Let me share with you a very useful tip. With technology developments these days, you are just one click away from all of these steps.

My 4 steps of enhancing IELTS vocabulary

  • S1 – Download eJOY Extension on Google Chrome.
  • S2 – Select the new words, double click on them or click and drag to look up for your mother tongue and English definitions.
  • S3 – Click +Add to save the words with the suitable meaning in your online Wordbook.
  • S4 – Play games with those words regularly.
eJOY extension used for looking up words
Looking up words using eJOY Extension

The special thing is, you don’t need to worry about when you should come back to the words. The eJOY extension already helps us do that thanks to the improved spaced repetition algorithm. When you’ve done studying some words, as you move on, the previously learned ones will soon be forgotten. The solution to that problem is simple. Just when you’re about to forget some of the words you learned, eJOY will remind you to come back to them every day.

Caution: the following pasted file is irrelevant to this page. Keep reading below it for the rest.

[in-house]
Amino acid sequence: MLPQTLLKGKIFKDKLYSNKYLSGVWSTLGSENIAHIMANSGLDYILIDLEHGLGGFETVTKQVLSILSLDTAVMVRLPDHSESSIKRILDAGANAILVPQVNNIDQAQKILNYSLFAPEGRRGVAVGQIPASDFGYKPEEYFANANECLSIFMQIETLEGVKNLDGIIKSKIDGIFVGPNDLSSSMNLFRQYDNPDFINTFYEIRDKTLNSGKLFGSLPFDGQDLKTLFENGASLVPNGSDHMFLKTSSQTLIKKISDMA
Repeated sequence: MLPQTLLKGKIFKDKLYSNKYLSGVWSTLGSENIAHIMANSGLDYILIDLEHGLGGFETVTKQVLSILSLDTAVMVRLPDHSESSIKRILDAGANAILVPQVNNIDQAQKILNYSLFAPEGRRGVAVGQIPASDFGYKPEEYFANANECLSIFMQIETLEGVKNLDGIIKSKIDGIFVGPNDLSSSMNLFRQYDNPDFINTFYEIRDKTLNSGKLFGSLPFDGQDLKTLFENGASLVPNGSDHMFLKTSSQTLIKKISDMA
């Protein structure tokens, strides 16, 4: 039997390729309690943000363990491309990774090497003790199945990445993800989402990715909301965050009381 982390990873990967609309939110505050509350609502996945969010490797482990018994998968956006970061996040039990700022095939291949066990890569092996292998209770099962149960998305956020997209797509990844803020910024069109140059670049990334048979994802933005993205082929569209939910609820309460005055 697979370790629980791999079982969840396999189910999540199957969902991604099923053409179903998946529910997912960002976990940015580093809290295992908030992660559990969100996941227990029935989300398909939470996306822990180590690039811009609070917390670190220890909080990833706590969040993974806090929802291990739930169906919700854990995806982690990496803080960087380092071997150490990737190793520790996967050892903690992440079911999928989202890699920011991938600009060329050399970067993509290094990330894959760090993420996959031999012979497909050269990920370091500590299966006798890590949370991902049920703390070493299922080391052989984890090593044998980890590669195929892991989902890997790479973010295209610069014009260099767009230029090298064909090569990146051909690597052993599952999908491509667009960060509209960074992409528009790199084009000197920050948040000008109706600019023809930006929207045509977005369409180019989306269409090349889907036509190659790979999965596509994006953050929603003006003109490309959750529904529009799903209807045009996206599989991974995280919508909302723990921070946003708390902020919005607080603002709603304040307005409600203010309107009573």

reminds to learn new words
eJOY reminds you to learn words everyday

Not only that, our development team also links eJOY extension to Youtube videos that contain the words you’re learning. That way, you can practice using such words within the context that the natives usually use.

eJOY English games
Learn words while you play games

Download the extension and use it for free right now to start your own amazing journey!

Don’t forget to leave a comment if you have any problems with learning IELTS vocabulary.

Have a fun time studying!